I’m thinking about two key matters, nowadays: the need for environmental conservation, first, and second, Quebec’s proposed “Charter of Values” that has caused so much controversy.
The so-called “Harper Government” correctly understands how fragile the Canadian economy is right now, and basically sees the selling of oil as the best way to keep the country afloat financially–but the cost is the permanent damage to our entire planet that is occurring as temperatures get warmer. With all the ice melting forever up north, major, irreversible, observable changes are occurring–and seeing this, the response of the federal government has been to lay off many scientists while muzzling others, eagerly looking forward to the day when the northwest passage can become a commercial shipping lane. Incidentally, I find this more than a little naive given the large Russian Bear that shares the Arctic, and the various other nations that have competing interests there. Profits will not suddenly come streaming into Canada just because the northwest passage opens up; on the contrary, Canada will be strategically weaker.
Second, at a time when the number two threat to the planet is Islamic fanaticism, our government in Ottawa has decided to challenge Quebec’s proposed “Charter of Values” all the way to the Supreme Court of Canada. In brief, Quebec’s charter seeks to suppress the wearing of burkas, niqabs, and the like by government workers. The law seeks to throw in Jewish kippas and Sikh daggers for good measure. I am against the ceremonial wearing of daggers; they have no place in today’s world, and as much as I love Sikhs, I want those daggers to have no place in courtrooms, schools or other public places. That said, I have known hundreds of Sikhs ever since I was a boy, and I’ve never known a Sikh who actually carried one on a day-to-day basis–which goes to show that the religion is by no means monolithic at all on this matter. In the meantime, while Quebec’s law specifically says that it is permissible to wear a Star of David necklace pendant if it is small, the proposed law does seem a little unfair to devout Jewish people–but again, most Jewish people do not see a need to wear the kippa, and if this is the price that must be paid to keep out the Islamic headscarves, then so be it. My commitment is to the values of secularism and humanism.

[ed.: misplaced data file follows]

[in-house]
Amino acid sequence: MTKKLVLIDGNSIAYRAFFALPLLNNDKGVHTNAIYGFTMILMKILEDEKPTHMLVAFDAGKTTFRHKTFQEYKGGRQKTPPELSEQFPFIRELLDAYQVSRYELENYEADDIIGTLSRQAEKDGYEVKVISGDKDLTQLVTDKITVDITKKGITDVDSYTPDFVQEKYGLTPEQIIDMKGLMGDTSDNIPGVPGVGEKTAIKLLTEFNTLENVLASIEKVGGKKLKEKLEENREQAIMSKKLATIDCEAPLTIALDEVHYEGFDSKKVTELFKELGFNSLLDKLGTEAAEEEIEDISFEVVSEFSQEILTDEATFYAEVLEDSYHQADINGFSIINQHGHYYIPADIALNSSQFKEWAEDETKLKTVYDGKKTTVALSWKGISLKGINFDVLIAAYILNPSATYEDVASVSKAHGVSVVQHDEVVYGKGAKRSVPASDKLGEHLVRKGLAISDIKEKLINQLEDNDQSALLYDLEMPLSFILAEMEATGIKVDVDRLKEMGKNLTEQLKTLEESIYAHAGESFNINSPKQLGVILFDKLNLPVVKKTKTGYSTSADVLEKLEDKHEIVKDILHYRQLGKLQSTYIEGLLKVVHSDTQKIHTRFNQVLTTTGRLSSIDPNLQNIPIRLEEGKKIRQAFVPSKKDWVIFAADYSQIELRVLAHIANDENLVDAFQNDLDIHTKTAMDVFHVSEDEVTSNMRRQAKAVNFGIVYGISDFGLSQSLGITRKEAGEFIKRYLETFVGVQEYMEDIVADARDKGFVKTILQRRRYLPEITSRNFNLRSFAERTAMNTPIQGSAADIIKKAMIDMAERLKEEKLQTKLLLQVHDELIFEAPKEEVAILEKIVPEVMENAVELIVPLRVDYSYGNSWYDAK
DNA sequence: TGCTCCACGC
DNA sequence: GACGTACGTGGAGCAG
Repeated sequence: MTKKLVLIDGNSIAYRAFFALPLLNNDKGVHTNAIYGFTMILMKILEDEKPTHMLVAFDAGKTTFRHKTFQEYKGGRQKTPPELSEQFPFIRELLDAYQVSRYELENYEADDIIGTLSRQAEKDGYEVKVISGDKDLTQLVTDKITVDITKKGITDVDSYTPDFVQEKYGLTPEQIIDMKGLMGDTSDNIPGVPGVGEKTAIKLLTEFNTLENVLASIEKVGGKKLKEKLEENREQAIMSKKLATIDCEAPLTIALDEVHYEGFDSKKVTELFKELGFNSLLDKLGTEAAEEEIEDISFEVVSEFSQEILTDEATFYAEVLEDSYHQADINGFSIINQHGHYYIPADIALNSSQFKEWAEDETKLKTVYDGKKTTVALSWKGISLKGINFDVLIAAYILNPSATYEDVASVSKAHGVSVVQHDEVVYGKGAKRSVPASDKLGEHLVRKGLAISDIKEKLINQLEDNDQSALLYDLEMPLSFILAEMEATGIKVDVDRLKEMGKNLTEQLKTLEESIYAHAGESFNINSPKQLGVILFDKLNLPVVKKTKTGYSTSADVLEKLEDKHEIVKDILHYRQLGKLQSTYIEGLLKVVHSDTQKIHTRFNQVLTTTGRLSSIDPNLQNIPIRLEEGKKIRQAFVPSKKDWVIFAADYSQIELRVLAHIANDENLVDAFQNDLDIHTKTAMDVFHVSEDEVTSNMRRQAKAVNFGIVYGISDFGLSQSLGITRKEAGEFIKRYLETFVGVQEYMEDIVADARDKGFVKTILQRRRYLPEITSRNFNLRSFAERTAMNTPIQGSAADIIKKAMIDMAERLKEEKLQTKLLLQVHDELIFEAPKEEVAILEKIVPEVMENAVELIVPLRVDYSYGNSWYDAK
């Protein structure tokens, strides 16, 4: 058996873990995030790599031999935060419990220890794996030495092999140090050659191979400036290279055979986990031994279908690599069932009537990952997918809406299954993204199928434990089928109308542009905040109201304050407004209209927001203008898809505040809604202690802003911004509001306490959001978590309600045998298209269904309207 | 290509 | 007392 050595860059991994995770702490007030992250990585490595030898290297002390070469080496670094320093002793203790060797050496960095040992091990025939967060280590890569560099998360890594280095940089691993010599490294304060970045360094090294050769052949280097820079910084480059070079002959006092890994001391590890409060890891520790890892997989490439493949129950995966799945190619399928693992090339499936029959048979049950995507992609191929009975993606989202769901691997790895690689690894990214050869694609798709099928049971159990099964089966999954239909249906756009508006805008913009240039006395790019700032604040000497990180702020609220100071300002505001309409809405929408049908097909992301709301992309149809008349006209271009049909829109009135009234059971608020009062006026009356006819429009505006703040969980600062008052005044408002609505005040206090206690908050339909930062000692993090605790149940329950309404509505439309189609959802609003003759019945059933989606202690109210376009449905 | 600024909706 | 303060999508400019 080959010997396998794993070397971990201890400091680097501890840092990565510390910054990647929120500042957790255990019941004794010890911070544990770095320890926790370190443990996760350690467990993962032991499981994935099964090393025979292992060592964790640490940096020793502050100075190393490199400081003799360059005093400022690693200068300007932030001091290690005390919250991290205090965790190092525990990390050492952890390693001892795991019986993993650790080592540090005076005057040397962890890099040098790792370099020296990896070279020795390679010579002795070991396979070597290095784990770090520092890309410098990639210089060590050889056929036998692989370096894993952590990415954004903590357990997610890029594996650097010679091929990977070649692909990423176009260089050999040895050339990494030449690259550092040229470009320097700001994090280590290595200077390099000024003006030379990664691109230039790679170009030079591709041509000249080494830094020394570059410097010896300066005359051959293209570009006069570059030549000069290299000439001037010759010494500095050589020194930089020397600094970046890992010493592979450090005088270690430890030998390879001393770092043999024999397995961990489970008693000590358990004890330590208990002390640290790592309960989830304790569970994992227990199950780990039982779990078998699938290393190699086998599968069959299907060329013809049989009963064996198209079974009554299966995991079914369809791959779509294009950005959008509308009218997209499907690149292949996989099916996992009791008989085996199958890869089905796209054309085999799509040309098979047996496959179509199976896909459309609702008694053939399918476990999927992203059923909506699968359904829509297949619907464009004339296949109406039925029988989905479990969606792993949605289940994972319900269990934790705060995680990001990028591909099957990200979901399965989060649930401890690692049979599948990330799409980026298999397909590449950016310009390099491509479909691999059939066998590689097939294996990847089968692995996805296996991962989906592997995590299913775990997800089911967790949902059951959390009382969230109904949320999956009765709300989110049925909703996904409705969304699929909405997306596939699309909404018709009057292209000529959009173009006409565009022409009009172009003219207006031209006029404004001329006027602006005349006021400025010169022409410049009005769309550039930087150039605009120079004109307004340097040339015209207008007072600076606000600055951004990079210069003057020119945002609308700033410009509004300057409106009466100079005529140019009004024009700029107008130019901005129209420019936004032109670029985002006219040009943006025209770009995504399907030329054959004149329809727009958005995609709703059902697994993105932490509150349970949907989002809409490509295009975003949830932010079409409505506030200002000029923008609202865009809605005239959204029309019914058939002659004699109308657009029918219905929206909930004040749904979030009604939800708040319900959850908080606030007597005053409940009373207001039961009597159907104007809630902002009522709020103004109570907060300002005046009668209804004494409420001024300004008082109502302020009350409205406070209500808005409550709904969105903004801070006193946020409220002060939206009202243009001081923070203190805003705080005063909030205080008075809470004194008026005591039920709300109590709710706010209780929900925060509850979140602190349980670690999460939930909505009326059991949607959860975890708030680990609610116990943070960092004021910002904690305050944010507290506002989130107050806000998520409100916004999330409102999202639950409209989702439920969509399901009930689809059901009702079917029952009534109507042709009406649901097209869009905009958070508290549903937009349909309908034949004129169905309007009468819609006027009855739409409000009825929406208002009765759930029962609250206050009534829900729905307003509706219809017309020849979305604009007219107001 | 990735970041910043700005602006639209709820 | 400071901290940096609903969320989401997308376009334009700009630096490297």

Cabinet Minister Jason Kenney mused the other day that the Canadian Charter of Rights and Freedoms specifically allows for “freedom of religion,” not “freedom from religion.” Well, if that’s the case, then the Canadian Charter should be changed to allow for freedom of conscience in a pluralistic, secular society that values the rule of law and not the rules of stone age religions with their unfortunate tendencies to exclusivism, misogyny, and anachronistic grumpiness regarding relationships and human sexuality. It is far too easy for the federal parties to pander to the votes of the religious–still too numerous, sadly, due to the lack of critical thinking skills being taught in schools–by opposing Quebec’s well-thought-out response to difficult and trying times.
I never thought I’d say this when the Liberals were in power in Ottawa, but I very much miss having a Prime Minister from Quebec. It is with great sincerity, then, that I say–for the sakes of all in English Canada: Vive le Québec en Canada. We need less Stephen Harper and more Pauline Marois in Ottawa.